Crossing Over: Making Peace with Self-Publishing/ Guest Post by Maureen Anderson

“If you knew the world was going to end in two days, what would you do?” the writer Sara Davidson was once asked. “Take notes,” she said without hesitating.

That’s me. The world as I knew it had ended, with a painful divorce I hadn’t seen coming, and I’d done what I’d always done to make sense of things. I took notes.

Many years later, perusing those notes, I could never pull myself away. “What a great story,” I kept thinking. “What an interesting way of putting a life back together from scratch.” By then I’d become a radio journalist, interviewing experts on career change. What struck me, thinking of my own career transition, was how much I’d accidentally done right.

Do-Over: An Accidental Template for Scaling the Abyss is that story. But I wasn’t a licensed career counselor or a celebrity. Getting an agent or a publisher interested in Do-Over would be a haul.

Now what?

I thought about what marketing guru Seth Godin said, that one of these days everyone will be self-published.

I thought about Must Love Dogs author Claire Cook, who joined us on the radio show and talked about self-publishing as if it was just the greatest thing.

I thought about everyone from teen girls to older men who told me I had a responsibility to share Do-Over, that they “couldn’t put it down” and it should be “required reading” for anyone facing a similar transition.

I thought about that for years! Because, you see, I’m a stereotypical-enough writer that I craved the validation that comes with traditional publishing. I’d had three books published that way, and snared a Minnesota Book Award for one of them.

Wouldn’t self-publishing be a demotion?

Procrastination: A Writer’s Best Friend

Do-Over kept languishing on a computer drive. I wrote another book, about my diet, that people had been asking me to write. I even talked with an intellectual property attorney about what would become The Willpower Workaround, because I wanted to know if I should include brand names when I detailed what I ate. (Side note: No!)

Almost in passing I asked her what she thought about my idea to publish Do-Over myself.

“Why wouldn’t you?” she said. “You won a Minnesota Book Award. I know you can write.”

Is that what I was up to? Was I still looking for permission to share my work with the world? What a waste. And besides, The Willpower Workaround wasn’t going anywhere until I shared Do-Over. First things first.

So I made the leap. Converting a Word document to an eBook wasn’t the most fun I’d ever had, but I did it. Do-Over’s available on Amazon now, and I’ll never forget what my husband said as we held hands and looked at the preview before we pulled the virtual trigger. “It’s a book!” Darrell said. Yes. It is.

I became a new person in that moment, less attached to the form my work takes and more intent on sharing it.

Editor’s note: Maureen’s new book, The Willpower Workaround (which I had the privilege of editing)is currently in production—look for it later in April. Here’s a brief excerpt from a Huffington Post article Maureen published about the journey that led her to write the book :

Every diet book I’ve perused suggests you reward yourself for being “good” by letting down and having whatever you want for one meal — or even one day — a week. For someone like me, and maybe like you, that’s the undoing. I’m an “all or nothing” gal, and I could never get on top of what now seems an addiction to certain foods.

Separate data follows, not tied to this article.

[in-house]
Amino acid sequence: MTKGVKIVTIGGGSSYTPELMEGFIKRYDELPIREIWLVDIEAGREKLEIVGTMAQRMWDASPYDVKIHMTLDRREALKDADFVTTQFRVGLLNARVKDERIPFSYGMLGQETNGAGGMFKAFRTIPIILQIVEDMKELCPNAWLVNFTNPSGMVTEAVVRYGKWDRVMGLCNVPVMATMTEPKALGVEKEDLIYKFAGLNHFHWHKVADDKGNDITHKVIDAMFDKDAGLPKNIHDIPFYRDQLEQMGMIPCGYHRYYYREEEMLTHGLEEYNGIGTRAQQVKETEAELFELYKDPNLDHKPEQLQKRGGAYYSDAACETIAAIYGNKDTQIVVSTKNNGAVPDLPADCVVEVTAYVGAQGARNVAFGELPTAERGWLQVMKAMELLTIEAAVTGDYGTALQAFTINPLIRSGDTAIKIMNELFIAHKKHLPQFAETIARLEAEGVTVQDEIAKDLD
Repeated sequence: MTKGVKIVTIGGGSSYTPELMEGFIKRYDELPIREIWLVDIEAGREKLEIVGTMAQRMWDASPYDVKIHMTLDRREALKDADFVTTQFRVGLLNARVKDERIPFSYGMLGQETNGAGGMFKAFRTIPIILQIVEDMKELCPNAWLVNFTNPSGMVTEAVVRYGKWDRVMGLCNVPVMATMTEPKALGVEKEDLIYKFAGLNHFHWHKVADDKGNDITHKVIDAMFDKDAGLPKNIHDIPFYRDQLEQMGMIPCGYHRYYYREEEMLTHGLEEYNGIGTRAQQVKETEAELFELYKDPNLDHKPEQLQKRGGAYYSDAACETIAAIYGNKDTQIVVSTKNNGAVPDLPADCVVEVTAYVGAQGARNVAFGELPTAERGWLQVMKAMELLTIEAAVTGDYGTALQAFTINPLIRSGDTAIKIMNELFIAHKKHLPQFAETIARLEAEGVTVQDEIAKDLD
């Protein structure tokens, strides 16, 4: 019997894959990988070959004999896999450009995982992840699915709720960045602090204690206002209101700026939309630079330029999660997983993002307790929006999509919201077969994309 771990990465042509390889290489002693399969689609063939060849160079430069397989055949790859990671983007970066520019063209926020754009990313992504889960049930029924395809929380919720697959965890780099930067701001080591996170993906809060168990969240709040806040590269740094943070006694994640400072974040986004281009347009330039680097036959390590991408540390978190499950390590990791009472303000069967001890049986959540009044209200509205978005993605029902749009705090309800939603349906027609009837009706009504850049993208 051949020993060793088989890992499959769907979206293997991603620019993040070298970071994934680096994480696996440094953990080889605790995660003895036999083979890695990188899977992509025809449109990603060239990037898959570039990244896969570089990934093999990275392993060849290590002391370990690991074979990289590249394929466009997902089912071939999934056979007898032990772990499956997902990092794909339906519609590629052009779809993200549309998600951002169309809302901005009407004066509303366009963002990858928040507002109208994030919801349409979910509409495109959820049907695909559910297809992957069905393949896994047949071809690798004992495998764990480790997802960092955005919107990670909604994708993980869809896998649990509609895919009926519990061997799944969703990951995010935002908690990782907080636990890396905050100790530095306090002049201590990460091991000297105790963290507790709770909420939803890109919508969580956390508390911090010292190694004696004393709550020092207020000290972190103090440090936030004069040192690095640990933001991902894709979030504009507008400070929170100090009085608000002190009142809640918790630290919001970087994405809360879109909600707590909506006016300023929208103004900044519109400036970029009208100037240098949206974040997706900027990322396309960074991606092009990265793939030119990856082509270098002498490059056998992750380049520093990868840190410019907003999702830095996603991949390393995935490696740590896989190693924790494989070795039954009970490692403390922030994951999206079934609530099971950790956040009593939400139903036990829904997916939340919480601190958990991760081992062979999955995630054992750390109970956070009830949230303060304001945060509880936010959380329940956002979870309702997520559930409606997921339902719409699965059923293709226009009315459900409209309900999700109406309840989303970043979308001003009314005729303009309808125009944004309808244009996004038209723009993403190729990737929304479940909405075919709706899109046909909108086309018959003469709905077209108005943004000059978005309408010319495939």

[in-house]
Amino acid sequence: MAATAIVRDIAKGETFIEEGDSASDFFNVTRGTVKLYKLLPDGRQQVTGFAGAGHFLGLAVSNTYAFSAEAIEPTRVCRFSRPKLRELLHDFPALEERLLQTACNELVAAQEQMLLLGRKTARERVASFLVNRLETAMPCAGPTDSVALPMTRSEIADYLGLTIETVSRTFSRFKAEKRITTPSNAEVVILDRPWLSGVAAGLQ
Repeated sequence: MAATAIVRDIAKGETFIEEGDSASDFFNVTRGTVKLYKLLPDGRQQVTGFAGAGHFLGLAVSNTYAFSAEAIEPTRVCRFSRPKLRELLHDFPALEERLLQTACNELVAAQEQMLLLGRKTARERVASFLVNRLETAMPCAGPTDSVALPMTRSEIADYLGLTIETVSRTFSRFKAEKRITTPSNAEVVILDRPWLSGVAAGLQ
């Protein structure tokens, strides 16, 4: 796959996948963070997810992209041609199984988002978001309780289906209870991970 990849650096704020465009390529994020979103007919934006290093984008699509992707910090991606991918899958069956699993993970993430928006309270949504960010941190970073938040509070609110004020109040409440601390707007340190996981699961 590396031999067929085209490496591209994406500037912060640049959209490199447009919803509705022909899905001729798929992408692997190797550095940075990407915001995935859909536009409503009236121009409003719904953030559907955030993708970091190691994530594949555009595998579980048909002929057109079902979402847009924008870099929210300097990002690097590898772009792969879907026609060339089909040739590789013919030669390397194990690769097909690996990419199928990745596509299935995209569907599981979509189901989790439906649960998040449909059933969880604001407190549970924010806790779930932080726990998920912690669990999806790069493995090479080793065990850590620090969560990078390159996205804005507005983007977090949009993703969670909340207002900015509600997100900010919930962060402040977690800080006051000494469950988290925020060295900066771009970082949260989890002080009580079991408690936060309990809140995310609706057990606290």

Maureen Anderson is a civil engineering graduate turned miserable cubicle dweller turned ridiculously happy—and healthy!— host of the nationally syndicated radio talk show, Doing What Works. She weighed seven pounds when she was born, and has gained an average of two pounds a year since. The Willpower Workaround is her fifth book.

*****

Candace Johnson is a professional freelance editor, proofreader, writer, ghostwriter, and writing coach who has worked with traditional publishers, self-published authors, and independent book packagers on nonfiction subjects ranging from memoirs to alternative medical treatments to self-help and on fiction ranging from romance to paranormal. As an editorial specialist, Candace is passionate about offering her clients the opportunity to take their work to the next level. She believes in maintaining an author’s unique voice while helping him or her create and polish every sentence to make it the best it can be. Learn more here, and follow her on FacebookTwitter, and LinkedIn.

 

 

 

 

 

 

 

 

 

5 thoughts on “Crossing Over: Making Peace with Self-Publishing/ Guest Post by Maureen Anderson”

  1. Congratulations, Maureen. Yes, it’s approval we are looking for. (Will that ever change? I don’t know…) But, like I always say: Let the readers decide! And now that it’s published, you’ve given them the opportunity. Good luck.

  2. It’s wonderful to hear another happy self-publishing author. Congratulations and way to go. I think self-publishing might be a little like your first tattoo. It hurts, it’s scary, but then it becomes addicting. (the writing and publishing more than tattooing–I admit I only have one–tattoo that is–and personally never felt the need for more). But writing and publishing…I can’t stop.

    Thanks for sharing your journey and success story!

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